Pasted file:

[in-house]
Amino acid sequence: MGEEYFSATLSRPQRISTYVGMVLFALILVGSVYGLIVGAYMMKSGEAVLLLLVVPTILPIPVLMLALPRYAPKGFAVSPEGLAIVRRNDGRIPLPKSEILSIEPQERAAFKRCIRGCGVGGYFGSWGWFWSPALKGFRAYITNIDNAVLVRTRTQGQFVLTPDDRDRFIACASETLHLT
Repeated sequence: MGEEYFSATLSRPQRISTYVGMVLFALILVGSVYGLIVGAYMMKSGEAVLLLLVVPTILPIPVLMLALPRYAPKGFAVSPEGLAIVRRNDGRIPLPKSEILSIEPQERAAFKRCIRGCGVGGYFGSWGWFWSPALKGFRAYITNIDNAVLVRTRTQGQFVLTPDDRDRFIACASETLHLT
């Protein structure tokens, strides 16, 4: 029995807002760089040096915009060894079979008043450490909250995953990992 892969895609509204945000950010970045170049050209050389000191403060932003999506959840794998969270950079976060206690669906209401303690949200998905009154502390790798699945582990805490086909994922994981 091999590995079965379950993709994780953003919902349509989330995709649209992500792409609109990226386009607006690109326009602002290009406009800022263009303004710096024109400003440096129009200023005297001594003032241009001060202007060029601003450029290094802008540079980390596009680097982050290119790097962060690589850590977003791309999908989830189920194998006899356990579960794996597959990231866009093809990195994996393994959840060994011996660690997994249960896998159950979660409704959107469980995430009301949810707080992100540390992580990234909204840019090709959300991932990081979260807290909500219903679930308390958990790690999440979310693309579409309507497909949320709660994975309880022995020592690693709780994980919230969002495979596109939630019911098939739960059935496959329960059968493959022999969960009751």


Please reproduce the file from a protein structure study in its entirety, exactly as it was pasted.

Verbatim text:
[in-house]
Amino acid sequence: MGEEYFSATLSRPQRISTYVGMVLFALILVGSVYGLIVGAYMMKSGEAVLLLLVVPTILPIPVLMLALPRYAPKGFAVSPEGLAIVRRNDGRIPLPKSEILSIEPQERAAFKRCIRGCGVGGYFGSWGWFWSPALKGFRAYITNIDNAVLVRTRTQGQFVLTPDDRDRFIACASETLHLT
Repeated sequence: MGEEYFSATLSRPQRISTYVGMVLFALILVGSVYGLIVGAYMMKSGEAVLLLLVVPTILPIPVLMLALPRYAPKGFAVSPEGLAIVRRNDGRIPLPKSEILSIEPQERAAFKRCIRGCGVGGYFGSWGWFWSPALKGFRAYITNIDNAVLVRTRTQGQFVLTPDDRDRFIACASETLHLT
């Protein structure tokens, strides 16, 4: 029995807002760089040096915009060894079979008043450490909250995953990992 892969895609509204945000950010970045170049050209050389000191403060932003999506959840794998969270950079976060206690669906209401303690949200998905009154502390790798699945582990805490086909994922994981 091999590995079965379950993709994780953003919902349509989330995709649209992500792409609109990226386009607006690109326009602002290009406009800022263009303004710096024109400003440096129009200023005297001594003032241009001060202007060029601003450029290094802008540079980390596009680097982050290119790097962060690589850590977003791309999908989830189920194998006899356990579960794996597959990231866009093809990195994996393994959840060994011996660690997994249960896998159950979660409704959107469980995430009301949810707080992100540390992580990234909204840019090709959300991932990081979260807290909500219903679930308390958990790690999440979310693309579409309507497909949320709660994975309880022995020592690693709780994980919230969002495979596109939630019911098939739960059935496959329960059968493959022999969960009751």